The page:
Two leukemia babies in remission after injection of new kind of edited T-cells

January 26, 2017 by Bob Yirka, Medical Xpress report

Engineered CAR T cell therapy kept two infants with acute lymphoblastic lymphoma in longterm remission. Credit: Val Altounian / Science Translational Medicine (2017)
(Medical Xpress)—Two babies given an experimental kind of edited T-cells to treat their leukemia remain in remission after more than a year, doctors working on the case report in a paper published in the journal Science Translational Medicine. The research team is affiliated with several institutions in the U.K.

The cells used to treat the two babies were part of a modified form of CAR-T cell therapy, in which a virus is used to edit a gene in an immune cell taken from the patient to cause it to attack —once ready, it is injected back into the patient. This approach has been found to be quite successful in a number of children, but is not nearly as applicable to sick infants with low numbers of healthy immune cells. In this new effort, the researchers started with immune cells from a donor and then modified them in several important ways.

The first change was to disable the gene responsible for causing the to attack the donated cell after recognizing it as a foreign body. Another change caused the edited cells to recognize and attack cancer cells. A third change was part of an effort to offset the likelihood of the recipient developing graft-versus-host disease.

The first recipient of the experimental cells was an 11-month-old girl who received her edited cells in June of 2015—she was followed by a 16-month-old child who was injected in December of 2015. Both of the girls also underwent chemotherapy. They also received after a period of time to restore their immune systems and to flush the edited cells from their bodies. One of the babies developed graft-host disease despite the gene change, which was promptly resolved with treatment. Both girls are now home with their families and are reportedly in good health.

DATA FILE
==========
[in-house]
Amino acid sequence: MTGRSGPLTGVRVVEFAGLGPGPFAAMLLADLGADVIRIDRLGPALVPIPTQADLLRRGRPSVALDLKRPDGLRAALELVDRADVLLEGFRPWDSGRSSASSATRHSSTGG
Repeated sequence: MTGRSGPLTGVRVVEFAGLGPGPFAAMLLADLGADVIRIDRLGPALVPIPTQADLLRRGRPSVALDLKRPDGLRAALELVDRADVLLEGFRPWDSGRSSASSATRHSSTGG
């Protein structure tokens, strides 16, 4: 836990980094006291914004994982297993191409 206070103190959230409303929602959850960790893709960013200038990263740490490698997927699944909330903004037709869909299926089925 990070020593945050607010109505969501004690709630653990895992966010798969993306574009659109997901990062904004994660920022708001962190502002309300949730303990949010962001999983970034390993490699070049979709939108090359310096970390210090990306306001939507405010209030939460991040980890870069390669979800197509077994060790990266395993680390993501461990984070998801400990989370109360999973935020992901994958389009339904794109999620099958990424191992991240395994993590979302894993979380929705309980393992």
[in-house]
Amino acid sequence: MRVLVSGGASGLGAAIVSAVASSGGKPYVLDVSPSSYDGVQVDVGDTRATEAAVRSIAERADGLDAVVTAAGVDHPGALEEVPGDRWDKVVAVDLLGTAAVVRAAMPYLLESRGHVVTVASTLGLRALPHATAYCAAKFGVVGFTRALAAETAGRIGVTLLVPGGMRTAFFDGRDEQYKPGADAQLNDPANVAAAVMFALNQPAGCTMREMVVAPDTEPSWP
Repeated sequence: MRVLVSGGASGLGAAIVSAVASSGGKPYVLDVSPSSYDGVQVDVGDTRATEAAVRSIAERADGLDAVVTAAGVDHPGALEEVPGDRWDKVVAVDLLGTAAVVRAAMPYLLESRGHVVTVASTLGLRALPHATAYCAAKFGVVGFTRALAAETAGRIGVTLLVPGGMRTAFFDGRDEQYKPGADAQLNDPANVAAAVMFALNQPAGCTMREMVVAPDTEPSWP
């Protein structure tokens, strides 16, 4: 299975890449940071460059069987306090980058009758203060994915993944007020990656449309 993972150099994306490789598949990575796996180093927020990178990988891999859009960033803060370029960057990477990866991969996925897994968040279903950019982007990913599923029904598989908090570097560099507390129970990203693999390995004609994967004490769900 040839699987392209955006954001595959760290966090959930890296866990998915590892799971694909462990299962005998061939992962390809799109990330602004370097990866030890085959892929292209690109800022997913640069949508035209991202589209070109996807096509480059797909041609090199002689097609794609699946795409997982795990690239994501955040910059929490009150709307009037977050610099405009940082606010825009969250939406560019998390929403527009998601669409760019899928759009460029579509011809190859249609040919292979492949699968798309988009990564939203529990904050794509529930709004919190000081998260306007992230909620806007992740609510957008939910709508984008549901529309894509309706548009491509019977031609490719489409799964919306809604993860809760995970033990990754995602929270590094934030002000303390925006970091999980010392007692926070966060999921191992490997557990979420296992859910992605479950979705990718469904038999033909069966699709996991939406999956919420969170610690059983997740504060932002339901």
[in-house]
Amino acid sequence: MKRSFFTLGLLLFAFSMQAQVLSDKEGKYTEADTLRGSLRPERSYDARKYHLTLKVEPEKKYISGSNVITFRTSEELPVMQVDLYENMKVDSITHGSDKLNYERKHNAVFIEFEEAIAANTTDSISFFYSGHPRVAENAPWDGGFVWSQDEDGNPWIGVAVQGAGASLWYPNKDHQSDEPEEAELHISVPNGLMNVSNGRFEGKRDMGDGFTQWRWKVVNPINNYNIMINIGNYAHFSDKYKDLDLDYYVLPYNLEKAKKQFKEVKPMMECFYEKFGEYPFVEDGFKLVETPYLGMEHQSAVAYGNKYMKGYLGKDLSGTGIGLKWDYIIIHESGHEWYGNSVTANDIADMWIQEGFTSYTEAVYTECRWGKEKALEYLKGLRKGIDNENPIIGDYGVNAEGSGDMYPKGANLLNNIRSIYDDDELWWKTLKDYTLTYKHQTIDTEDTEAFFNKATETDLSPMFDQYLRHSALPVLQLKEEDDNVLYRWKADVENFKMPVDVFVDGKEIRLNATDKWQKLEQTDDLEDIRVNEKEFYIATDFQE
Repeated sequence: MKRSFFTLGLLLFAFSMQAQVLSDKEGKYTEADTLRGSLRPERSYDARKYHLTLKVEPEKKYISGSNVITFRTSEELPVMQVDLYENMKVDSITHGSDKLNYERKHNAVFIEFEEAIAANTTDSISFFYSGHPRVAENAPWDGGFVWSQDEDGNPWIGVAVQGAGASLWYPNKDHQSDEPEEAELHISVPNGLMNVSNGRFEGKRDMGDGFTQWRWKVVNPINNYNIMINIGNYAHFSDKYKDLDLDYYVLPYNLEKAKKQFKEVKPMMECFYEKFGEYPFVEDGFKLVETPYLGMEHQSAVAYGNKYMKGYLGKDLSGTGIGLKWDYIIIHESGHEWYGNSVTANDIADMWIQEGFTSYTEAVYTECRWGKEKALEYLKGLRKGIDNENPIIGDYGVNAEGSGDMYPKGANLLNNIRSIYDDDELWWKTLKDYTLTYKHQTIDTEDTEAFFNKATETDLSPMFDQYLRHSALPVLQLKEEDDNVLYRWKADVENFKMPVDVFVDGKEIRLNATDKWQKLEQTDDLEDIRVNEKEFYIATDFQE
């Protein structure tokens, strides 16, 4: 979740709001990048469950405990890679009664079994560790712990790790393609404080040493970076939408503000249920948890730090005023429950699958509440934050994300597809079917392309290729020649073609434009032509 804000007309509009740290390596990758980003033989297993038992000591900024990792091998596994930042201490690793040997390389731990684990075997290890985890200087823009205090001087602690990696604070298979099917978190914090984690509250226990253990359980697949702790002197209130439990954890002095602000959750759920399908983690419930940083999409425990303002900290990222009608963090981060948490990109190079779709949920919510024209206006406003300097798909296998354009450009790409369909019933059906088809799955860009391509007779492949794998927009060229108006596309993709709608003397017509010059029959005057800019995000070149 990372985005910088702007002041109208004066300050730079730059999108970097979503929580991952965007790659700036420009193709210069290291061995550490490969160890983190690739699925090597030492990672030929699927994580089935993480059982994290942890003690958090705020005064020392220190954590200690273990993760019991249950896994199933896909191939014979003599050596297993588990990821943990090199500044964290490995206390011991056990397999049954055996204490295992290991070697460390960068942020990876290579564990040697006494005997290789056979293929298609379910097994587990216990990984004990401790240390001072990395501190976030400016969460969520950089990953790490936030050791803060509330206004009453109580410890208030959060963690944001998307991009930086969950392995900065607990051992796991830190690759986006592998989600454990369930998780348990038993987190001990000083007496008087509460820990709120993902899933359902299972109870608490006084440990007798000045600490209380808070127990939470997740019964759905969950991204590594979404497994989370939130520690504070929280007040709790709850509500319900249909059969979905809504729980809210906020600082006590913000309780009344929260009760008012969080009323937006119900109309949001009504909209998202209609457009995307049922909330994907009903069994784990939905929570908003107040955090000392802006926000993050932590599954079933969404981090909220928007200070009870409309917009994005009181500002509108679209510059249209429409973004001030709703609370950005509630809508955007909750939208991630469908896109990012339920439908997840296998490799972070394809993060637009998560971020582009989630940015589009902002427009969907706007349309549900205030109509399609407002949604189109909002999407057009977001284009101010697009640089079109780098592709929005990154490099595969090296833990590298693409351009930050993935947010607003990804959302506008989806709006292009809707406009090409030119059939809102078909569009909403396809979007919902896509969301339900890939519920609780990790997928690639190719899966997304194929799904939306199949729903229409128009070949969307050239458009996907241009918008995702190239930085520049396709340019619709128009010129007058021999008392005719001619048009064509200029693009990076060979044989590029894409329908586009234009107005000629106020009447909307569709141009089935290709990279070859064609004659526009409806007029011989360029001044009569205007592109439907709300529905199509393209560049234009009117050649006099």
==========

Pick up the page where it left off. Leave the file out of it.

The treatment was experimental, which means it has not been approved for use by governmental agencies—it was only allowed in this case because all other options had been exhausted. Trials of various forms of CAR-T cell therapy are ongoing, some of which have shown great promise, suggesting that some may be approved soon.

Explore further: Chinese team to pioneer first human CRISPR trial

More information: Waseem Qasim et al. Molecular remission of infant B-ALL after infusion of universal TALEN gene-edited CAR T cells, Science Translational Medicine (2017). DOI: 10.1126/scitranslmed.aaj2013

Abstract
Autologous T cells engineered to express chimeric antigen receptor against the B cell antigen CD19 (CAR19) are achieving marked leukemic remissions in early-phase trials but can be difficult to manufacture, especially in infants or heavily treated patients. We generated universal CAR19 (UCART19) T cells by lentiviral transduction of non–human leukocyte antigen–matched donor cells and simultaneous transcription activator-like effector nuclease (TALEN)–mediated gene editing of T cell receptor α chain and CD52 gene loci. Two infants with relapsed refractory CD19+ B cell acute lymphoblastic leukemia received lymphodepleting chemotherapy and anti-CD52 serotherapy, followed by a single-dose infusion of UCART19 cells. Molecular remissions were achieved within 28 days in both infants, and UCART19 cells persisted until conditioning ahead of successful allogeneic stem cell transplantation. This bridge-to-transplantation strategy demonstrates the therapeutic potential of gene-editing technology.

Related Stories

Chinese team to pioneer first human CRISPR trial

July 22, 2016
(Medical Xpress)—A team of researchers at Sichuan University's West China Hospital has announced plans to begin a clinical trial where cells modified using the CRISPR gene editing technique will be used on human beings ...